April 2, 2012

5 Min Read
Whole Grains & Health: Taste Right, Trend Right

Denise Hauge, M.S. and Len Marquart, Ph.D., R.D., Contributing Editors

Theres no way to overlook whole grains. With the rise in consumer demand and availability, whole grains are popping up everywhere, from grocery stores  and schools to,  increasingly, foodservice and quick-serve settings. Over the last decade, consumer preference for white, enriched-grain products has waned as research increasingly supports the positive health benefits of whole grains. Product developers have risen to the challenge of addressing the shift in consumer taste buds by  developing products with the goodness of whole grains and great taste that everyone can enjoy.

Several recent processing solutions have helped overcome the taste barriers often associated with whole grains.  Research suggests that gradual inclusion of whole-grain flours (Journal of Child Nutrition & Management, 2008; 32( 2)), innovative milling techniques that result in a finer grind for whole-grain flour,  and increased utilization of white whole wheat (Journal of Child Nutrition  & Management,2008; 32 (1)) can help ease the transition to a diet with more whole grains. The industry has risen to consumer demand for nutrient-added whole-grain products and has been met with success even during these times of economic challenge. Whole grains currently enjoy a high level of consumer awareness, even though many consumers are still unclear as to the exact health benefits. In a Jan. 2012 Nielsen Company survey, "Battle of the Bulge & Nutrition Labels: Healthy Eating Trends Around the World," participants in North America, Latin America and Europe indicated the No. 1 type of food purchased recently for its health benefits was whole-grain/high-fiber products.

Small changes make a big difference

Food manufacturers can use this positive momentum to address the challenge from the 2010 Dietary Guidelines for Americans Advisory Committee (DGAC) to make the healthy choice the easy choice. An assessment of the current United States food environment found that it does not support the recommended dietary patterns laid out in the Dietary Guidelines for Americans (American Journal of Preventive Medicine, 2010; 38:472-477). More than in past reports, the 2010 DGAC emphasized the importance of creating a healthier food environment. Consumer education alone will not sustain long-term behavioral change.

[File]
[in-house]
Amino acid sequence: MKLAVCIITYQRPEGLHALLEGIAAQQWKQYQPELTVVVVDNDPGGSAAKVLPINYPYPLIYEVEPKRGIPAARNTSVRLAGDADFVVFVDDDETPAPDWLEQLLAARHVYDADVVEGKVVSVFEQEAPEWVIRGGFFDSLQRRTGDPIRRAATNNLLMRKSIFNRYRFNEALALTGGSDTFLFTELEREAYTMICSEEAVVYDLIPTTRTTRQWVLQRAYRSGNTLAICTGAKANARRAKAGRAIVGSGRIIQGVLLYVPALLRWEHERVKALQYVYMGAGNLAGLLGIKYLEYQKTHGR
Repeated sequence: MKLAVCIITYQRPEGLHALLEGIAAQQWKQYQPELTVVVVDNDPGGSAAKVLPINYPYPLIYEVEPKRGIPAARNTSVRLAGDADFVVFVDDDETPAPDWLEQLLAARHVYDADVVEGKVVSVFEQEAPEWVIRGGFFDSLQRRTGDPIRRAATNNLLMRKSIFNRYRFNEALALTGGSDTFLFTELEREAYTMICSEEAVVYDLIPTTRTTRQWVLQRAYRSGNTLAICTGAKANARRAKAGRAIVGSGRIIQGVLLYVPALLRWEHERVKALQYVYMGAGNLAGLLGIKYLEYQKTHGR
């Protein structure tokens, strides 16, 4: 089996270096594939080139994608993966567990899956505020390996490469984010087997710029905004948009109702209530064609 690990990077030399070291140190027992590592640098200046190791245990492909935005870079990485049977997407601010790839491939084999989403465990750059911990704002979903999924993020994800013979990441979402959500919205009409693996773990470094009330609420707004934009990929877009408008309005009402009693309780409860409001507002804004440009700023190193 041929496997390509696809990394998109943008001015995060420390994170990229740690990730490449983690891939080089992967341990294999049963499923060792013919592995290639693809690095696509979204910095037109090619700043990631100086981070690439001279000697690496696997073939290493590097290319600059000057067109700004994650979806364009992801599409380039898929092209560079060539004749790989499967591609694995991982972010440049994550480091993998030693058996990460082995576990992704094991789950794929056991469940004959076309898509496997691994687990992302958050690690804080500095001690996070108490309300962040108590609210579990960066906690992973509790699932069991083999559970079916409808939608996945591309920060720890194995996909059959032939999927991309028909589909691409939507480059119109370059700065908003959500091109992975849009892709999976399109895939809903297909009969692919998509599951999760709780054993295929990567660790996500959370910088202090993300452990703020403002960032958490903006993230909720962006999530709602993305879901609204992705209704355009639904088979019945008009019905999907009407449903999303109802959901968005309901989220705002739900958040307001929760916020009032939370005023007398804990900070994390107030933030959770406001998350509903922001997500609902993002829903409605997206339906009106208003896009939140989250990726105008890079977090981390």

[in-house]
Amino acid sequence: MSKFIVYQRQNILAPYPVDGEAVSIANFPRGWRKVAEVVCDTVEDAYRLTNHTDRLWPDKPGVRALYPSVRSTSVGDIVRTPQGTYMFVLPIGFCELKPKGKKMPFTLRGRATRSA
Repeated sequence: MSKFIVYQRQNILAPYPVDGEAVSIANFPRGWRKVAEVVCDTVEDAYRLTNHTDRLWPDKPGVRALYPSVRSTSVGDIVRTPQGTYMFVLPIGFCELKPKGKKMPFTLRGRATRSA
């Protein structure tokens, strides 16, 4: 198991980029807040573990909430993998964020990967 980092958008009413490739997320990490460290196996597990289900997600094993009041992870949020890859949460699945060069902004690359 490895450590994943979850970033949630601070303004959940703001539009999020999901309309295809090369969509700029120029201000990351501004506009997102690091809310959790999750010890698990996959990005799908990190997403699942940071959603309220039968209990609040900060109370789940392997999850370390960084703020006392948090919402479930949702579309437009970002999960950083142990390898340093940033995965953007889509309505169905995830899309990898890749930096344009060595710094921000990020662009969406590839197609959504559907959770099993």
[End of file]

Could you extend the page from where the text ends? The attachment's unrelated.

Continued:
Grain-based foods were highlighted in the GGAC report as contributing high levels of calories, saturated fats, added sugars and sodium. While many grain-based products are, by nature, indulgent, many, such as pizza, are staple foods eaten by millions of Americans every day.  Small modifications to these types of products over time, combined with aggressive consumer education and awareness-building, are the match needed to create and sustain a grain-based food supply that supports dietary guidance. New approaches for developing less calorically dense grain-based foods are already being implemented in venues like schools, where new regulations have tightened expectations on nutrition and calories. Small changes, such as the inclusion of whole-grain flour, use of low- or reduced-fat cheese, and increased use of alternative spices and flavor combinations in place of sodium,  can dramatically improve the total health profile of a product and, ultimately, our total food environment.